Wasting no time to get into the song’s message, Allie X recounts how she is not “proud” of showing up “at your door” (similar to waiting on the boulevard from “Casanova”). She feels “shame,” and unfortunately “swung back like a pendulum” instead of keeping her ground like she did in the first four tracks. In this screwed-up relationship, it wasn’t long before the “sugar turned bitter” and “the summer turned to winter,” but Allie X does not want to relinquish her old habit “still wants [their] love.” Alluding back to “Casanova” again, Allie X does not care if everyone calls her a “sinner,” because she is quite confident in her actions, no matter how unhealthy they are. It is truly fascinating to see how in a matter of mere seconds she goes from “I don’t want to give you up” to screw it all “I want to change.” That self-awareness is back and she knows how she “justifies” running back into “their arms” and desperately wants to “correct her brain.” However, her success is questionable because she says “you can’t help who you are” which can be meant to say that you can’t ever alleviate your depression or anxiety, but that “quitter” attitude is just not true. You can and will heal from your mental illness eventually, it will not necessarily just disappear for good one day, but it will be more manageable and not completely crippling. Don’t give up on yourself. You probably know “old habits” of self-deprecation “die hard,” so why not try to combat it day-by-day by taking your medication and working on healthy self-reflective behavior? “Make a pact” to yourself and truly mean it (aka don’t do it with “fingers crossed behind your back”), because it is your own happiness and health that are on the line. And of course you might relapse on toxic behavior, but don’t let that stop you from trying. Although you may feel your mental illness is so much a part of your it is in your “muscle memory,” you have always been more than that one characteristic.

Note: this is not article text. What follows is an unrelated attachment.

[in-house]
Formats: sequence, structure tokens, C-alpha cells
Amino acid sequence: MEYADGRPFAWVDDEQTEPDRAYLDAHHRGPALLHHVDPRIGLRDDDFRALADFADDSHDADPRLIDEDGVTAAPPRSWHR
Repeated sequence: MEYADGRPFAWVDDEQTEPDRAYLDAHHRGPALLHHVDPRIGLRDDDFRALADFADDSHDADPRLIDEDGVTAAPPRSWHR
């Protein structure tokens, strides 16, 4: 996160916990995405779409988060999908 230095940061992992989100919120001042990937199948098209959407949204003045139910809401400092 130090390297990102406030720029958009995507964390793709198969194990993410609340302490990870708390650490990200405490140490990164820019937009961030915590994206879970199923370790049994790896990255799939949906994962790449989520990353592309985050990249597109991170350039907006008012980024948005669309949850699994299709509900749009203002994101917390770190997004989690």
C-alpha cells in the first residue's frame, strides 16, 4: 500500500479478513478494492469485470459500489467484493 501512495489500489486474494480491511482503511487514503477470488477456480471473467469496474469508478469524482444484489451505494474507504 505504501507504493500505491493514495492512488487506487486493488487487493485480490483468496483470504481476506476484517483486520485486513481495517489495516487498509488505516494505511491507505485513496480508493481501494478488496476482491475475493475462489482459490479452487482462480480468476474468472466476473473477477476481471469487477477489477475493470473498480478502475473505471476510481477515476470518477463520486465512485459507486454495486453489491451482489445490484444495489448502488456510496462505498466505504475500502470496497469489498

That’s so Us
Playing off the teenage vibe of “Lifted,” “That’s so Us” further develops how we are living in 2017. Often “we can’t do crowds” at concerts because of “anxiety” and we “wear black at the beach,” wanting “to take on the world together.” Around some people, we can be raw and don’t have to worry about societal drama or expectations; we see “each other naked” and see “each other cry,” and are a total “wreck together.” There is definite teen angst in the contrast between how she likes when they “annoy her daily,” but still “f*cking amazes” her, and even though they “are a lot to handle,” they are getting through it. I thought the lyric mentioning how she’s a “Leo” and they’re a “Capricorn” was pretty amazing because we are all guilty of comparing signs with our friends or significant others. I think the most heartwarming lines are “Sh*t gets real, good and bad / But we cry ’til we laugh / Through the pain, through the fads,” because as teenagers navigating a rather complex world, we are still in it together and always will be. Here we are living, despite it all.